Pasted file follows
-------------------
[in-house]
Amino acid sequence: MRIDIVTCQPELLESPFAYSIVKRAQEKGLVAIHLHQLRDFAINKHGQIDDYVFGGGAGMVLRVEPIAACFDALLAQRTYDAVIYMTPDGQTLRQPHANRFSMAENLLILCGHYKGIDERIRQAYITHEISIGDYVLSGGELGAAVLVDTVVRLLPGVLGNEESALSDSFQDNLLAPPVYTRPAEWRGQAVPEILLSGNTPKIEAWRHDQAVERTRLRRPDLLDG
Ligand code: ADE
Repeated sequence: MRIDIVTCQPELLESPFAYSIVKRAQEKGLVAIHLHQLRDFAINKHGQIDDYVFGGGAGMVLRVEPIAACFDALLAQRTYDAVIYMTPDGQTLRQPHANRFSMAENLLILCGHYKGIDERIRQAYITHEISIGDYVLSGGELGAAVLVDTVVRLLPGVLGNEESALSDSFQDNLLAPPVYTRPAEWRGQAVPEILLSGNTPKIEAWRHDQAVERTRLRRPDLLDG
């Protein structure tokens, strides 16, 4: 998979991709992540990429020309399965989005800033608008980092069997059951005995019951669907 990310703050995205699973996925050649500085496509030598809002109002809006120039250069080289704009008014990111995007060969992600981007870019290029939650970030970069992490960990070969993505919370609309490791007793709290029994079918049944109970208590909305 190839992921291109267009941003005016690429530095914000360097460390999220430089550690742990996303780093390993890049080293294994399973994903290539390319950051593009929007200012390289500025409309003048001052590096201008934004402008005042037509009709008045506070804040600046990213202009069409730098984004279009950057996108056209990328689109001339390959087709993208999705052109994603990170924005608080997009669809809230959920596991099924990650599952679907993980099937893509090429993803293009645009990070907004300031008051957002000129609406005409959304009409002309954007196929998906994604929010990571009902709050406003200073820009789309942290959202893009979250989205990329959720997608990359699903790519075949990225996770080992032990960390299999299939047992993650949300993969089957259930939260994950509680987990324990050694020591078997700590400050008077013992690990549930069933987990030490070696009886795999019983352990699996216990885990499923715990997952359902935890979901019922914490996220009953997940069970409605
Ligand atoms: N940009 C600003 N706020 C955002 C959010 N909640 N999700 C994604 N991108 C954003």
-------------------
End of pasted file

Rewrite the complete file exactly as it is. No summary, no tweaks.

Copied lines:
[in-house]
Amino acid sequence: MRIDIVTCQPELLESPFAYSIVKRAQEKGLVAIHLHQLRDFAINKHGQIDDYVFGGGAGMVLRVEPIAACFDALLAQRTYDAVIYMTPDGQTLRQPHANRFSMAENLLILCGHYKGIDERIRQAYITHEISIGDYVLSGGELGAAVLVDTVVRLLPGVLGNEESALSDSFQDNLLAPPVYTRPAEWRGQAVPEILLSGNTPKIEAWRHDQAVERTRLRRPDLLDG
Ligand code: ADE
Repeated sequence: MRIDIVTCQPELLESPFAYSIVKRAQEKGLVAIHLHQLRDFAINKHGQIDDYVFGGGAGMVLRVEPIAACFDALLAQRTYDAVIYMTPDGQTLRQPHANRFSMAENLLILCGHYKGIDERIRQAYITHEISIGDYVLSGGELGAAVLVDTVVRLLPGVLGNEESALSDSFQDNLLAPPVYTRPAEWRGQAVPEILLSGNTPKIEAWRHDQAVERTRLRRPDLLDG
């Protein structure tokens, strides 16, 4: 998979991709992540990429020309399965989005800033608008980092069997059951005995019951669907 990310703050995205699973996925050649500085496509030598809002109002809006120039250069080289704009008014990111995007060969992600981007870019290029939650970030970069992490960990070969993505919370609309490791007793709290029994079918049944109970208590909305 190839992921291109267009941003005016690429530095914000360097460390999220430089550690742990996303780093390993890049080293294994399973994903290539390319950051593009929007200012390289500025409309003048001052590096201008934004402008005042037509009709008045506070804040600046990213202009069409730098984004279009950057996108056209990328689109001339390959087709993208999705052109994603990170924005608080997009669809809230959920596991099924990650599952679907993980099937893509090429993803293009645009990070907004300031008051957002000129609406005409959304009409002309954007196929998906994604929010990571009902709050406003200073820009789309942290959202893009979250989205990329959720997608990359699903790519075949990225996770080992032990960390299999299939047992993650949300993969089957259930939260994950509680987990324990050694020591078997700590400050008077013992690990549930069933987990030490070696009886795999019983352990699996216990885990499923715990997952359902935890979901019922914490996220009953997940069970409605
Ligand atoms: N940009 C600003 N706020 C955002 C959010 N909640 N999700 C994604 N991108 C954003």